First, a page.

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Review: To Master the Art/Chicago Commercial Collective

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Karen Janes Woditsch and Craig Spidle/Photo: Lara Goetsch

Karen Janes Woditsch and Craig Spidle/Photo: Lara Goetsch


It’s probably a foreign notion to younger audiences that just a generation or so ago the idea of a television food celebrity was as alien as a six-eyed martian. That such notions as locavores, farm-to-table cuisine and even foodies themselves would have sent anyone conjuring them to the asylum, as the prevailing attitude, especially in American kitchens, was one of escape. Escape into the expanding arms of the corporate food culture that championed convenience and simplicity above all, especially over taste and quality of ingredients. That Julia Child accomplished all that she did, in the face of such powerful prevailing trends, is a testament to her fortitude and insight. She was an American revolutionary.

Though it’s not essential to comprehending the show, understanding this enriches the experience of watching the outstanding production of “To Master the Art” at the Broadway Playhouse as it traces Child’s coming of age in the kitchen. A commercial remount of TimeLine’s sold-out hit from 2010, this production returns six of the original ten cast members, most notably Craig Spidle as Paul Child and, above all, Karen Janes Woditsch as Julia Child. As she did then, Woditsch inhabits Child in an uncanny manner; her voice, her mannerisms, her entire presence evoke the food legend. Director William Brown has ably adapted his staging for the much-larger but still reasonably intimate Broadway Playhouse space and his script, co-written with Doug Frew, garners a regular stream of laughs as it recounts the Childs’ journey to a postwar Paris, where Julia discovers her calling while Paul discovers the crushing weight of working for the US Government in the time of burgeoning McCarthyism.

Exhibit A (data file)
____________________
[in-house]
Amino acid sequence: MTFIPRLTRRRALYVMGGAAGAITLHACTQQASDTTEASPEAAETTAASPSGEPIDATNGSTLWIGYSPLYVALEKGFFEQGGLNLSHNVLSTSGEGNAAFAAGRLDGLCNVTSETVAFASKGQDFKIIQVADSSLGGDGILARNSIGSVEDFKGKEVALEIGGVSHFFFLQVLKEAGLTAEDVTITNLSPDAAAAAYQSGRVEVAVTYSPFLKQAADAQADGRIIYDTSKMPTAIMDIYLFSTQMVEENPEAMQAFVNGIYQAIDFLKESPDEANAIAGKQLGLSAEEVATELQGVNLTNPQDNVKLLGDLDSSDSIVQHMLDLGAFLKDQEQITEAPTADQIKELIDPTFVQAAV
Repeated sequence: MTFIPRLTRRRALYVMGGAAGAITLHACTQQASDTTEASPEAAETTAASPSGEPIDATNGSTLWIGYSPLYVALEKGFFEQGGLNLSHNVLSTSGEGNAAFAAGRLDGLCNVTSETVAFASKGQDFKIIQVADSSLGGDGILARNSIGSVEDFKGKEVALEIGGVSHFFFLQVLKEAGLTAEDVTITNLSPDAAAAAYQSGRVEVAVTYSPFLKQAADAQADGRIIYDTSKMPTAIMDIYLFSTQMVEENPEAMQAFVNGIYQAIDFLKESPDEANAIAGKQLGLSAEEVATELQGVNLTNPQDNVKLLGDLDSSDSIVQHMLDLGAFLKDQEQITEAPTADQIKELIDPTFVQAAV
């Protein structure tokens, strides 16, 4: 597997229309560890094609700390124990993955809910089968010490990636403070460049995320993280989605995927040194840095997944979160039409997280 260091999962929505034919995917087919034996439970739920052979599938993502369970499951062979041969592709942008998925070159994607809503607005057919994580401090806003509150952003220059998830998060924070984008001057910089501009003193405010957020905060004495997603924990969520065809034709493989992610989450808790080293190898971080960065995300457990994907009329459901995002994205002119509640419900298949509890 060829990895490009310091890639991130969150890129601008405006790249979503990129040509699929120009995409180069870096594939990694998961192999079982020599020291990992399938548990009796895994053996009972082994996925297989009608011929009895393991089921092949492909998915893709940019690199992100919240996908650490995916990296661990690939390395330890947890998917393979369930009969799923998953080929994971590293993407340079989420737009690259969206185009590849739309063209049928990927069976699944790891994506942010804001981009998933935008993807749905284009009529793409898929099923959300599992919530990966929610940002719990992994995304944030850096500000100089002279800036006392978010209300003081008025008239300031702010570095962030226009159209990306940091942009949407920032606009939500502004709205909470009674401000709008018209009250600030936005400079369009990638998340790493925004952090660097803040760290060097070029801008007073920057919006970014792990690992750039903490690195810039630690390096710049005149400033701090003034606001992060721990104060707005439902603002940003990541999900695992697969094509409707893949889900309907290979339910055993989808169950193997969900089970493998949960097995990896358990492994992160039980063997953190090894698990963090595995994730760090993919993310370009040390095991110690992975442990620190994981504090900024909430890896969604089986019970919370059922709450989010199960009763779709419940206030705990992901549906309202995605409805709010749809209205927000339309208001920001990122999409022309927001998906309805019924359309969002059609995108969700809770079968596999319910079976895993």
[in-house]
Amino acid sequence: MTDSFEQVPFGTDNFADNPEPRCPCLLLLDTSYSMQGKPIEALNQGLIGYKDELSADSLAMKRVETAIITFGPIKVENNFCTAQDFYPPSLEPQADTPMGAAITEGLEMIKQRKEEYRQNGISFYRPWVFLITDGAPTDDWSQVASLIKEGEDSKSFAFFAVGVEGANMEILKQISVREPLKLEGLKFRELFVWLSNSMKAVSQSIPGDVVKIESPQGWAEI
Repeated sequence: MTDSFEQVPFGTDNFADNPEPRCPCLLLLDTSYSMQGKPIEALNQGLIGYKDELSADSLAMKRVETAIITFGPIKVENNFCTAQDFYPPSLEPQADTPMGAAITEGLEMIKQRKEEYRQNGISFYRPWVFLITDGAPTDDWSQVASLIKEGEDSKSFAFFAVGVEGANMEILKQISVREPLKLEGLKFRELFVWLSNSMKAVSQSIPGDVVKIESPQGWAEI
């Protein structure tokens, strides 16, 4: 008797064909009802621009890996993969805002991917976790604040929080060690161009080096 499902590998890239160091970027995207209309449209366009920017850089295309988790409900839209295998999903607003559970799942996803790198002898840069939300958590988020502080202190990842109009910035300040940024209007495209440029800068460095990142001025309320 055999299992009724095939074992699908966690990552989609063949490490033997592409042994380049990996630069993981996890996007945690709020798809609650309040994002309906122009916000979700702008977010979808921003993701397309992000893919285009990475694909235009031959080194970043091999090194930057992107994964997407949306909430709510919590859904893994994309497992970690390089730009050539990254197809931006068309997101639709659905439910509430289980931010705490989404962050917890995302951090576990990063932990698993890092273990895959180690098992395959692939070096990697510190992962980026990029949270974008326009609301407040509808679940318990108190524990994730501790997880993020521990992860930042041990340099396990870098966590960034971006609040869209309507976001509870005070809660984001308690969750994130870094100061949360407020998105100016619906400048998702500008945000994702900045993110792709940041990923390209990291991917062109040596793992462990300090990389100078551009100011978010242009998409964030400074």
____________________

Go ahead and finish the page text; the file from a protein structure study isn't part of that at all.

The play’s original production was close in time to the release of the 2009 film “Julie & Julia,” but that comparatively inferior production is less proximate now (Meryl who?), and this show will flourish on its own merits. I had some concern going in whether I’d cotton to the show as much in this much larger space and was pleased to discover I certainly do. It remains a feast of fun and discovery. (Brian Hieggelke)

At the Broadway Playhouse at Water Tower Place, 175 East Chestnut, (800)775-2000, Through October 20. $25-$75.

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